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I am trying to compile an application from source, FlyWithLua, which includes the sol2 library.

I am following the instructions but when I run cmake --build ./build I get the following error:

In file included from /home/jon/src/FlyWithLua/src/FloatingWindows

/FLWIntegration.cpp:10:
/home/jon/src/FlyWithLua/src/third_party/sol2/./upstream/sol.hpp: In lambda function:
/home/jon/src/FlyWithLua/src/third_party/sol2/./upstream/sol.hpp:7194:59: 
      error: ‘numeric_limits’ is not a member of ‘std’
7194 |               std::size_t space = (std::numeric_limits<std::size_t>::max)();

There are several other errors on the same line after this, but I guess they might just go away if I can solve this one.

there are several similar issues with the solution to add the following includes to the .hpp file

#include <stdexcept>
#include <limits>

the sol.hpp file includes the following imports:

#include <stddef.h>
#include <limits.h>

https://sol2.readthedocs.io/en/latest/errors.html gives some hints about the why the compiler might not recognize these includes:

Compiler Errors / Warnings

A myriad of compiler errors can occur when something goes wrong. Here is some basic advice about working with these types:

If there are a myriad of errors relating to std::index_sequence, type traits, 
and other std:: members, it is likely you have not turned on your C++14 switch for
your compiler. Visual Studio 2015 turns these on by default, but g++ and clang++ 
do not have them as defaults and you should pass the flag --std=c++1y or
--std=c++14, or similar for your compiler.

the src/CMakeList.txt file has the following line:

set(CMAKE_CXX_STANDARD 17)

I'm only faintly familiar with C/C++ and this all seems very complicated to me, but I'm hoping that there might be an easily recognizable cause and solution to this to someone more skilled.

cat /etc/*-release gives

DISTRIB_RELEASE=21.10
DISTRIB_CODENAME=impish
DISTRIB_DESCRIPTION="Ubuntu 21.10"

$ g++ --version
g++ (Ubuntu 11.2.0-7ubuntu2) 11.2.0
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  • 3
    I'm slightly confused. Do you or do you not have #include <limits>? That should solve the problem.
    – G.M.
    Feb 28, 2022 at 14:14
  • Can you edit in the output of g++ --version? (or the output of clang --version if you use clang) Feb 28, 2022 at 14:15
  • I have #include <limits.h> but not #include <limits>
    – CHsurfer
    Feb 28, 2022 at 14:49
  • 4
    @CHsurfer limits and limits.h are two different header files. You need the former. limits.h is a C standard library header. Feb 28, 2022 at 14:55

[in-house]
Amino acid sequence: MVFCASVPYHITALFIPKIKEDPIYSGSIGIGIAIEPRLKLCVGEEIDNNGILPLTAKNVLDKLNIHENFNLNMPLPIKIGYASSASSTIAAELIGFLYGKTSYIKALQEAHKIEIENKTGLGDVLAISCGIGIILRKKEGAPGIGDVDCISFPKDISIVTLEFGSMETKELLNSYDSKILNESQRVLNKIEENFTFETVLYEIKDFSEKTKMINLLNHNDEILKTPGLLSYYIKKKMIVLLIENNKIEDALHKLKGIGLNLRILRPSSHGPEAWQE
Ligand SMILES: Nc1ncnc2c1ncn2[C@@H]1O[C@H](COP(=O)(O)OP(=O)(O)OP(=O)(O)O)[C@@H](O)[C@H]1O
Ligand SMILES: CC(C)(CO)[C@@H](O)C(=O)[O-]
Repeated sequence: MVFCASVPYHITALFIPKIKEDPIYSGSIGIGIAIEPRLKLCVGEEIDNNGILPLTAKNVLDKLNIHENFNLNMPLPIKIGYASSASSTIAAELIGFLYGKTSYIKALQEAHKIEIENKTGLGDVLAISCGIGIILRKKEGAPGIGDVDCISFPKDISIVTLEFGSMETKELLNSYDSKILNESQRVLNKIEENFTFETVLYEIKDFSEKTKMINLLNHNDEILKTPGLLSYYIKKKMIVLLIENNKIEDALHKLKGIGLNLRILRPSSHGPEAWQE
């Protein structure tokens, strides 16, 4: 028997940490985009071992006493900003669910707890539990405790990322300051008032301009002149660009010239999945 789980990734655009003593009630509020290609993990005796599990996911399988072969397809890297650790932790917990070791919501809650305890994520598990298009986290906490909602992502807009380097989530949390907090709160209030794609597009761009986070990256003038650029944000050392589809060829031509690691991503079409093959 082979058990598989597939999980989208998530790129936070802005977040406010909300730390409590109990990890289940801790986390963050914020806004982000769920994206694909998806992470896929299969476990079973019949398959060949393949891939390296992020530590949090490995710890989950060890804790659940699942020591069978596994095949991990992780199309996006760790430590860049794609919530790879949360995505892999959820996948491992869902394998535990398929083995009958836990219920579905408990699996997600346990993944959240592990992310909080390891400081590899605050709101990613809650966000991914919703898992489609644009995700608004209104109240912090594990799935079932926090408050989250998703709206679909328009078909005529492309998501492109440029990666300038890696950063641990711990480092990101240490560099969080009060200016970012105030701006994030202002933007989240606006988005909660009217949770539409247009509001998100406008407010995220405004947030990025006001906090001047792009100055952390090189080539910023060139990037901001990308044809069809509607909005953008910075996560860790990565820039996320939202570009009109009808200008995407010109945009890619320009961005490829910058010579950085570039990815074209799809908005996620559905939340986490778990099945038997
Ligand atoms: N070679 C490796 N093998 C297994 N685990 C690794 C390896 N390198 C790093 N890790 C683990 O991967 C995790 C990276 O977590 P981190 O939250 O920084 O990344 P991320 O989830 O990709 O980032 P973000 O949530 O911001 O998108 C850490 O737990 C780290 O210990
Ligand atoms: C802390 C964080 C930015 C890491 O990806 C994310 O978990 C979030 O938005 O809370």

• 2
    Re. "I have #include <limits.h> but not #include <limits>": then please do as suggested and #include <limits>. limits.h is the C language header and knows nothing about namespaces such as std.
    – G.M.
    Feb 28, 2022 at 14:56

2 Answers 2

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I was able to remove this error by just including limits and not limits.h in the respective file where the error is using this statement.

#include <limits>
10
/home/jon/src/FlyWithLua/src/third_party/sol2/./upstream/sol.hpp:7194:59:

      error: ‘numeric_limits’ is not a member of ‘std’
7194 |               std::size_t space = (std::numeric_limits<std::size_t>::max)();

This error message implies that src/third_party/sol2/./upstream/sol.hpp header uses std::numeric_limits, but also that std::numeric_limits hasn't been defined. The simplest explanation for that is that the header that defines std::numeric_limits hasn't been included. In such case, the solution is to include the header that defines std::numeric_limits.

the sol.hpp file includes the following imports:

#include <stddef.h>
#include <limits.h>

This confirms the problem. Neither of those headers define std::numeric_limits.

https://sol2.readthedocs.io/en/latest/errors.html gives some hints about the why the compiler might not recognize these includes:

Those hints may apply to some other cases, but not this one. std::numeric_limits has been part of the C++ standard since the beginning, so language version has no effect on its existence.


Conclusion: According to the quoted error message, sol.hpp uses std::numeric_limits which is defined in the header <limits>, but according to you, it doesn't include that header. If this is the case, then this is a bug in the sol.hpp file. Correct solution would be to fix the sol.hpp file by including <limits> in that file before using std::numeric_limits.

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